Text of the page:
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Australians blind to sunglasses UV rating: Survey

24 October, 2011

Sixty-two per cent of Australian adults are unsure if their sunglasses provide 100 per cent UV blockage, according to a new national survey by Optometrists Association Australia (OAA).

This is despite 60 per cent of respondents indicating they are concerned about the risk of UV damage to their eyes.
According to the survey of 1,000 Australians, only half of adults ensure they always wear sunglasses on sunny days, while another seven per cent never wear protective lenses.

"These results show that people continue to spend time outdoors without adequate sun protection, regardless of the health risks," said OAA Professional Services Manager Shirley Loh.

"Australia’s high levels of UV can cause long-term and permanent harm to the health of your eyes. Because damage is cumulative, the choices you make now will affect you in the future," she said.

While concerned about UV damage, two-thirds of survey participants were uncertain about the specific eye health risks including cataracts, eye cancer and pterygium.

Pterygium – an overgrowth of tissue at the front of the eye – is one of the most common eye conditions associated with UV damage and can develop in people as young as 20. UV also contributes to macular degeneration – one of the leading causes of blindness in Australia.

"There is an enormous range of sunglasses and tinted lens products on the market, some of which may be more effective and appropriate than others," Loh said.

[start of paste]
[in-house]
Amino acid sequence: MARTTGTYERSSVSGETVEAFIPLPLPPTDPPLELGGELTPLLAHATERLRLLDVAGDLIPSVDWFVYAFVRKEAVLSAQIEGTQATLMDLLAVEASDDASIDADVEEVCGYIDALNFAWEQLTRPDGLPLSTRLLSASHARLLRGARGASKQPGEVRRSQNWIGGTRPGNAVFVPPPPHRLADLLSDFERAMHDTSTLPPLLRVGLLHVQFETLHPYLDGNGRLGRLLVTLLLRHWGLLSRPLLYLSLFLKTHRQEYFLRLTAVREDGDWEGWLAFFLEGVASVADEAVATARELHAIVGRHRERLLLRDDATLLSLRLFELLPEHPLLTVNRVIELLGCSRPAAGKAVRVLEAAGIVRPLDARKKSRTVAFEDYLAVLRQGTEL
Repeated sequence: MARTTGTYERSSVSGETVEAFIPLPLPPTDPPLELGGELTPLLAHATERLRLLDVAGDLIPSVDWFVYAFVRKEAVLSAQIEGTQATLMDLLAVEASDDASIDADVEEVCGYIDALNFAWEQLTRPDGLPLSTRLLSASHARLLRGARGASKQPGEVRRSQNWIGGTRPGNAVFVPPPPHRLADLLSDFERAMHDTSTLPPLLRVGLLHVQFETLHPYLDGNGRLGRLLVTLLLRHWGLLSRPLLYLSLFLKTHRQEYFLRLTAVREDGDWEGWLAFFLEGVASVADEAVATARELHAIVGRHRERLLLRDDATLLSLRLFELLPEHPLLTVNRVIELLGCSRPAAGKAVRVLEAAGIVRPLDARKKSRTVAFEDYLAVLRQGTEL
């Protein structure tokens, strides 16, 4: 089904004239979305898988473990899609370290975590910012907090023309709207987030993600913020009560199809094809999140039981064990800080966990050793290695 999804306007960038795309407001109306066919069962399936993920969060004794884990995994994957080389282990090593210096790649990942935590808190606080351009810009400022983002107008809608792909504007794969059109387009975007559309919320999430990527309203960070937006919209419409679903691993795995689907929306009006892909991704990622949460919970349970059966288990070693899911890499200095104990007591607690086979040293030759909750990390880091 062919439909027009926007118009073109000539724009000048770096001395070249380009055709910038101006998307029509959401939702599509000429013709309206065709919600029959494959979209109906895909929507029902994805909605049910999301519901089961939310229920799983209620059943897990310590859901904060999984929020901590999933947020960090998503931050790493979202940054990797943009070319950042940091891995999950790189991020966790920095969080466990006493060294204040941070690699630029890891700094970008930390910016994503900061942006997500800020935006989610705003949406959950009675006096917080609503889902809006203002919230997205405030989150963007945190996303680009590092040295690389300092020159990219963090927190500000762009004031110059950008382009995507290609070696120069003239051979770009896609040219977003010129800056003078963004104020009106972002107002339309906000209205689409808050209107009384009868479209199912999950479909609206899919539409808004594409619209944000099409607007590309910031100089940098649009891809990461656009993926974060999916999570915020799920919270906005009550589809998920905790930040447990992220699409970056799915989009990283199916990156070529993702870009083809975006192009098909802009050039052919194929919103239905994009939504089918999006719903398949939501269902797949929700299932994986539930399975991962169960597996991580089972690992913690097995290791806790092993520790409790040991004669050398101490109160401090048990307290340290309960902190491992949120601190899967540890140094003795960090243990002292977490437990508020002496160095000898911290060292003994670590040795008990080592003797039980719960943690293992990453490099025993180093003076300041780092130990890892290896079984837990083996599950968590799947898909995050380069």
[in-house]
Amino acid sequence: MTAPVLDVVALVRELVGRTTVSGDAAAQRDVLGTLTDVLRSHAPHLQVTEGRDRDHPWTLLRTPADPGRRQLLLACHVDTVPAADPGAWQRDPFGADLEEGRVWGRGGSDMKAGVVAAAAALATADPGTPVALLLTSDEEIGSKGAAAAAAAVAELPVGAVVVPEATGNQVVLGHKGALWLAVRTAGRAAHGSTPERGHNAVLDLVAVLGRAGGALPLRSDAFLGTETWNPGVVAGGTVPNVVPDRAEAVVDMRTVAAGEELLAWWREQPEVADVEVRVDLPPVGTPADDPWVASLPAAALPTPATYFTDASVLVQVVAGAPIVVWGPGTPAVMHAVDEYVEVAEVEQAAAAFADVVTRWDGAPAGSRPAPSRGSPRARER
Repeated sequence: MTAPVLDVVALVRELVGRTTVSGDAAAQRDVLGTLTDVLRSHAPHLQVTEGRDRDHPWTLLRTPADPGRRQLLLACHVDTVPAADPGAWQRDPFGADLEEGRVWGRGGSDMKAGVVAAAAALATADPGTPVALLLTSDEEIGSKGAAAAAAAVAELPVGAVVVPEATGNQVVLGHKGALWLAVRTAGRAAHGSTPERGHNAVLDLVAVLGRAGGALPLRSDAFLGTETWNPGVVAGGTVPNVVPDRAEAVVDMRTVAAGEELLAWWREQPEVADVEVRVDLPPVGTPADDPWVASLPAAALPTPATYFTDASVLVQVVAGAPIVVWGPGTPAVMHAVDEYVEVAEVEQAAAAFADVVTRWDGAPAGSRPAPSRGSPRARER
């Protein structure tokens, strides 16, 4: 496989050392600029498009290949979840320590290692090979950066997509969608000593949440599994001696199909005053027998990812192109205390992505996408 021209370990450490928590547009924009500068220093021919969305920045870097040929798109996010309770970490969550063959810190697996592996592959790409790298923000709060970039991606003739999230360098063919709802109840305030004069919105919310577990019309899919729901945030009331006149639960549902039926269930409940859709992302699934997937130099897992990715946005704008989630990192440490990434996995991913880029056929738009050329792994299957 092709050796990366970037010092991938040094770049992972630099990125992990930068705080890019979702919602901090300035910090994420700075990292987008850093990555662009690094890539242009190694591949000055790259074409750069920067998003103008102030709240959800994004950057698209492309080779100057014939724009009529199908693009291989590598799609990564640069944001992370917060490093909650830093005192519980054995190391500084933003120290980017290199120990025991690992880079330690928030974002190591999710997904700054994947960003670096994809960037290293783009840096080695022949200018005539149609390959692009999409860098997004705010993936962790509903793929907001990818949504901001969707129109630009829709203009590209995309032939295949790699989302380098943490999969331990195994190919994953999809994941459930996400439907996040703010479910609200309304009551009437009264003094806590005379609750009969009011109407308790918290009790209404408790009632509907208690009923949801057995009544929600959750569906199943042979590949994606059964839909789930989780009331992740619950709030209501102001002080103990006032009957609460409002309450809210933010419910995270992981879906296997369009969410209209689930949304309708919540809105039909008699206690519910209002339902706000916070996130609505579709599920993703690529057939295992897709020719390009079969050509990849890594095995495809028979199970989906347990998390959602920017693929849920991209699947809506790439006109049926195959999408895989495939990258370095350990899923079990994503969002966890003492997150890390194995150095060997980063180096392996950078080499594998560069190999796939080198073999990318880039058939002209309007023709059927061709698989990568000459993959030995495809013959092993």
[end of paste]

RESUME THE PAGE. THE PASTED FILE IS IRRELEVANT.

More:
"When purchasing sunglasses, check which category under the Australian Standard (AS/NZS 1067) they comply with, and remember they are categorised from 0 to 4, with categories 2 and 3 being the most suitable for everyday use.

"Protective lenses that adjust to changing light conditions like Transitions lenses are a convenient option for people who wear prescription glasses," Loh said.

Sue Heward, SunSmart Manager, advises "Get into the habit of checking the UV Alert on a daily basis - when the UV Index is 3 or above, a combination of the sun protection measures is required including clothing, sunscreen, hats, sunglasses and shade."

OAA launched its UV Protection campaign this week, urging all Australians to make protecting their eyes from UV damage a part of their everyday routine.

Optometrists are experts in vision care and can assist Australians in selecting the right sunglasses for their lifestyle. For more information on pterygium or other eye conditions, see an optometrist or visit:

You can also download a brochure from the campaign website at:

Tips for protecting your eyes against UV damage:

  • Make a habit of wearing sunglasses or protective lenses when outdoors, including on overcast and cloudy days.
  • When purchasing sunglasses, look for high category (Australian Standard) lenses and remember that a higher retail price does not necessarily mean better protection.
  • Sunglasses that wrap around the face and are close-fitting provide better protection against UV damage.
    Lenses that automatically adjust to changing light conditions provide convenient UV and glare protection for prescription lens wearers.
  • Ask your local optometrist to check the fit of your sunglasses or UV protective lenses.
    Visit your optometrist regularly for an eye examination.
Source: Optometrists Association Australia

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